Magic Johnson wants Kobe Bryant's help to save the Los Angeles Lakers
It's still unclear what exact role Magic Johnson will play with the Los Angeles Lakers as an "adviser" to Jeanie Buss, but one thing is certain: if Magic gets the chance to remake the organization's front office, he'll be reaching out to Kobe Bryant.
Whether that's a good thing is open to interpretation, but Magic was emphatic on Tuesday in his desire to bring Kobe on board to help save the Lakers, saying the Black Mamba is the first person he'll call if he gets more power with the team.
"First call I make if I'm in charge? Kobe Bryant," Johnson said on ESPN's First Take. "Because Kobe understands winning. He understands, also, these players. I would call: 'What role you want? ... If you've got a day, just give me that day.'
"I'll take that. Whatever time he has, I want him to come and be a part of it."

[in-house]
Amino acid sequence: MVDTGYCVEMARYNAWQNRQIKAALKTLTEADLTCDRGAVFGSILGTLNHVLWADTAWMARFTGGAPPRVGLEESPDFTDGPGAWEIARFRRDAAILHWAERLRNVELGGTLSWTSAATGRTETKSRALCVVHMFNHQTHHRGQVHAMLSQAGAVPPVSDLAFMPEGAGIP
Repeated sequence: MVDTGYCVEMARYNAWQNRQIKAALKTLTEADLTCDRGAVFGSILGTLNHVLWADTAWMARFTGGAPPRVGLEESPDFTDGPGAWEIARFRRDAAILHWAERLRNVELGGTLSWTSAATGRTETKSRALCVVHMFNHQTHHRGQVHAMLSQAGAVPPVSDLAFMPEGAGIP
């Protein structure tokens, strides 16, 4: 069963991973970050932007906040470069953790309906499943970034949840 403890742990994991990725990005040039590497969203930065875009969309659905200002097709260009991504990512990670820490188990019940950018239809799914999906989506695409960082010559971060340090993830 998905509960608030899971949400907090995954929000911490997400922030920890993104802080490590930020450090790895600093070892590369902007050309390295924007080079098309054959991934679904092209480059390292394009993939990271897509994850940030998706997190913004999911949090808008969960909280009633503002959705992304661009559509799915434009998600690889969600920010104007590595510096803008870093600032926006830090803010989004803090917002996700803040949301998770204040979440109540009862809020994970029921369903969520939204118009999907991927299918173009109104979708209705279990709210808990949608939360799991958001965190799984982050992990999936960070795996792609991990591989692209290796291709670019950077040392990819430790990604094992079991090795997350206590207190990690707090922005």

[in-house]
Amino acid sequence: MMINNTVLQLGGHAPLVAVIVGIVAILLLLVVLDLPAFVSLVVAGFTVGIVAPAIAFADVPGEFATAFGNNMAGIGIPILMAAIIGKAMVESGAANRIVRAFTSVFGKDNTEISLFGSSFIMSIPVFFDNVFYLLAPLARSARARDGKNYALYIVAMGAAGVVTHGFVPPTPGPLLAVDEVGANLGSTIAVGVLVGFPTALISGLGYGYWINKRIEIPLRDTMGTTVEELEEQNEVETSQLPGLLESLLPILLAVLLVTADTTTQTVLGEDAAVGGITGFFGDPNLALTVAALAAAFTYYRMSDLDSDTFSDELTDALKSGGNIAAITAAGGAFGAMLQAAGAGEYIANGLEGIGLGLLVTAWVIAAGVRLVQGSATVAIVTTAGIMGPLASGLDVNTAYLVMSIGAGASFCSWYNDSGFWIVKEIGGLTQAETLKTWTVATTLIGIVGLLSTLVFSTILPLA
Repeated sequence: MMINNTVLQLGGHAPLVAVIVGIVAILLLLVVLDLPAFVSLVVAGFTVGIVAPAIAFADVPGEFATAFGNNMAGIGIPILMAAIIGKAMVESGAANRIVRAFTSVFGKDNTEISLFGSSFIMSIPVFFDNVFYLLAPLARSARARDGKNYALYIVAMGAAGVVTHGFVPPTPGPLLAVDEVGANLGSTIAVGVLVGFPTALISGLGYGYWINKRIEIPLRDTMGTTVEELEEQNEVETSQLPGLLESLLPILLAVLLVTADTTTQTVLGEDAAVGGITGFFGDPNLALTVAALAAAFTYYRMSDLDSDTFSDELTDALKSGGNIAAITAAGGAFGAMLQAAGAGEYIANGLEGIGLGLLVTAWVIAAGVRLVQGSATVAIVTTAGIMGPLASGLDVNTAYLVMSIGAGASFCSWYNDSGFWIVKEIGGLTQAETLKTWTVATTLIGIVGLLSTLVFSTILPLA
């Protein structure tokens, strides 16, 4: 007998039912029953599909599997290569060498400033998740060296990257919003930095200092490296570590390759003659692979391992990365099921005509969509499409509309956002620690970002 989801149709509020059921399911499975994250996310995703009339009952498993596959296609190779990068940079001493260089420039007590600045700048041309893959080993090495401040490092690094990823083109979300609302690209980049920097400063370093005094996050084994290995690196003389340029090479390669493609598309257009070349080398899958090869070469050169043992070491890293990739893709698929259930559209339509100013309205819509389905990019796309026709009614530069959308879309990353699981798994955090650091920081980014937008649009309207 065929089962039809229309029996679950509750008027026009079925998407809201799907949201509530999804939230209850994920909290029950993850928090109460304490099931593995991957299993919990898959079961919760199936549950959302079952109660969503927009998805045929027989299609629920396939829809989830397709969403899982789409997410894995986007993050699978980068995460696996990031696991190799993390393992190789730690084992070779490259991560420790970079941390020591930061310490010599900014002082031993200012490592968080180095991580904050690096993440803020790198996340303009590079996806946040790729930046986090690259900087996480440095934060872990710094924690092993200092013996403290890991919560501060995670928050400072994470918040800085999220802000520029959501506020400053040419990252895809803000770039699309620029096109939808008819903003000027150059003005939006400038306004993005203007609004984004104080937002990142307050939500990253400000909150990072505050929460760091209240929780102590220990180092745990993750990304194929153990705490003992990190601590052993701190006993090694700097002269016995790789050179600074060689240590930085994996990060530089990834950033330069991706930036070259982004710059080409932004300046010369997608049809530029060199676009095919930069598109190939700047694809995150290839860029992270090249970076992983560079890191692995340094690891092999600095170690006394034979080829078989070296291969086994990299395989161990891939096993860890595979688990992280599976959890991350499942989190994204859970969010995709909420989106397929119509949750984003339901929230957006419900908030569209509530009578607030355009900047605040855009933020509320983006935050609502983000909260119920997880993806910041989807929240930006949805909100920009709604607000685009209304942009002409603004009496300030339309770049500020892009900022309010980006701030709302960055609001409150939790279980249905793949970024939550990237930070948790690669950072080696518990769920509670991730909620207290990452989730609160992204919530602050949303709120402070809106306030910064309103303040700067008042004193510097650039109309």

Look, of course this makes sense to Magic. He probably wants to put together a brain trust of anyone who's ever had success in purple and gold. While we're at it, why not give A.C. Green a call and see what he's up to these days?
Kobe might help, sure, depending on his role. Maybe he can come in and give a pep talk once every other month, watching practice from the Buss' office above the court in the Lakers' facility.
But the Lakers are headed down a dangerous road if they're counting on Kobe — or any other legend — to play a big part in the front office, and it's the open-ended nature of Magic's comments that has us worried. He seems to leave the door open for Kobe to take a very large role with the team, which would be a huge mistake.
As great as Kobe is, he doesn't know the first thing about running a successful front office. Or the salary cap. Or how to acquire players. Or how to make potential free agents feel at home, for that matter.
More importantly, looking to the past simply doesn't work in the NBA. The league evolves too quickly these days. If the Lakers want to break through these depressing days in Los Angeles, they need to take a fresh look at new faces with innovative ideas on how to improve the franchise. Asking Kobe to stare daggers through players isn't the answer.